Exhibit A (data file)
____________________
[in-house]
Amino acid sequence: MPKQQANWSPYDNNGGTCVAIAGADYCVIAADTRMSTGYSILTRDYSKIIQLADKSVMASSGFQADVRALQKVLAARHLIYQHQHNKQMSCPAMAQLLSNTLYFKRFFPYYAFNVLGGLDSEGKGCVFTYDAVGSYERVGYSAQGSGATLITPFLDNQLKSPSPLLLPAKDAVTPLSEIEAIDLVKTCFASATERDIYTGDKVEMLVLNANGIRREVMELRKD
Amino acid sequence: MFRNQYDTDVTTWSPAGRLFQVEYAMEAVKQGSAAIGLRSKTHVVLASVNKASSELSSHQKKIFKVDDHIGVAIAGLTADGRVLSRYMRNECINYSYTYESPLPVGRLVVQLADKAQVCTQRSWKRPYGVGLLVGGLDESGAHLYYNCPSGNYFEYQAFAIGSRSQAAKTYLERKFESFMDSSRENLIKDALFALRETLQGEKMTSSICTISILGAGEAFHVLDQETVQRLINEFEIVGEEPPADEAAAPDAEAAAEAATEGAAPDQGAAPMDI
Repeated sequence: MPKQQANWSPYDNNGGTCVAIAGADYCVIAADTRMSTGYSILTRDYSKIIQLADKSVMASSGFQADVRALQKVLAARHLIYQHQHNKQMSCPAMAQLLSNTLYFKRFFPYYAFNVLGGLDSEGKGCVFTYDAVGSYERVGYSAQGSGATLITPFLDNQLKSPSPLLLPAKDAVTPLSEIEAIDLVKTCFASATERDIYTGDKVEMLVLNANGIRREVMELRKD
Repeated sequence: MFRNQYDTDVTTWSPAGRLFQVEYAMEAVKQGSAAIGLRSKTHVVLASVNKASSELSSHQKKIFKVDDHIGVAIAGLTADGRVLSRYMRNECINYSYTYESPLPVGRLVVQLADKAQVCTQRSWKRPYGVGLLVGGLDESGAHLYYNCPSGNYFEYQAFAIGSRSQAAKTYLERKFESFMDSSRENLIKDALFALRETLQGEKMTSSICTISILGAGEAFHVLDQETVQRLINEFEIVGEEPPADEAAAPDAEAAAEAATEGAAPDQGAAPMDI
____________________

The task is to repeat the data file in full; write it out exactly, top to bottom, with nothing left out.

[in-house]
Amino acid sequence: MPKQQANWSPYDNNGGTCVAIAGADYCVIAADTRMSTGYSILTRDYSKIIQLADKSVMASSGFQADVRALQKVLAARHLIYQHQHNKQMSCPAMAQLLSNTLYFKRFFPYYAFNVLGGLDSEGKGCVFTYDAVGSYERVGYSAQGSGATLITPFLDNQLKSPSPLLLPAKDAVTPLSEIEAIDLVKTCFASATERDIYTGDKVEMLVLNANGIRREVMELRKD
Amino acid sequence: MFRNQYDTDVTTWSPAGRLFQVEYAMEAVKQGSAAIGLRSKTHVVLASVNKASSELSSHQKKIFKVDDHIGVAIAGLTADGRVLSRYMRNECINYSYTYESPLPVGRLVVQLADKAQVCTQRSWKRPYGVGLLVGGLDESGAHLYYNCPSGNYFEYQAFAIGSRSQAAKTYLERKFESFMDSSRENLIKDALFALRETLQGEKMTSSICTISILGAGEAFHVLDQETVQRLINEFEIVGEEPPADEAAAPDAEAAAEAATEGAAPDQGAAPMDI
Repeated sequence: MPKQQANWSPYDNNGGTCVAIAGADYCVIAADTRMSTGYSILTRDYSKIIQLADKSVMASSGFQADVRALQKVLAARHLIYQHQHNKQMSCPAMAQLLSNTLYFKRFFPYYAFNVLGGLDSEGKGCVFTYDAVGSYERVGYSAQGSGATLITPFLDNQLKSPSPLLLPAKDAVTPLSEIEAIDLVKTCFASATERDIYTGDKVEMLVLNANGIRREVMELRKD
Repeated sequence: MFRNQYDTDVTTWSPAGRLFQVEYAMEAVKQGSAAIGLRSKTHVVLASVNKASSELSSHQKKIFKVDDHIGVAIAGLTADGRVLSRYMRNECINYSYTYESPLPVGRLVVQLADKAQVCTQRSWKRPYGVGLLVGGLDESGAHLYYNCPSGNYFEYQAFAIGSRSQAAKTYLERKFESFMDSSRENLIKDALFALRETLQGEKMTSSICTISILGAGEAFHVLDQETVQRLINEFEIVGEEPPADEAAAPDAEAAAEAATEGAAPDQGAAPMDI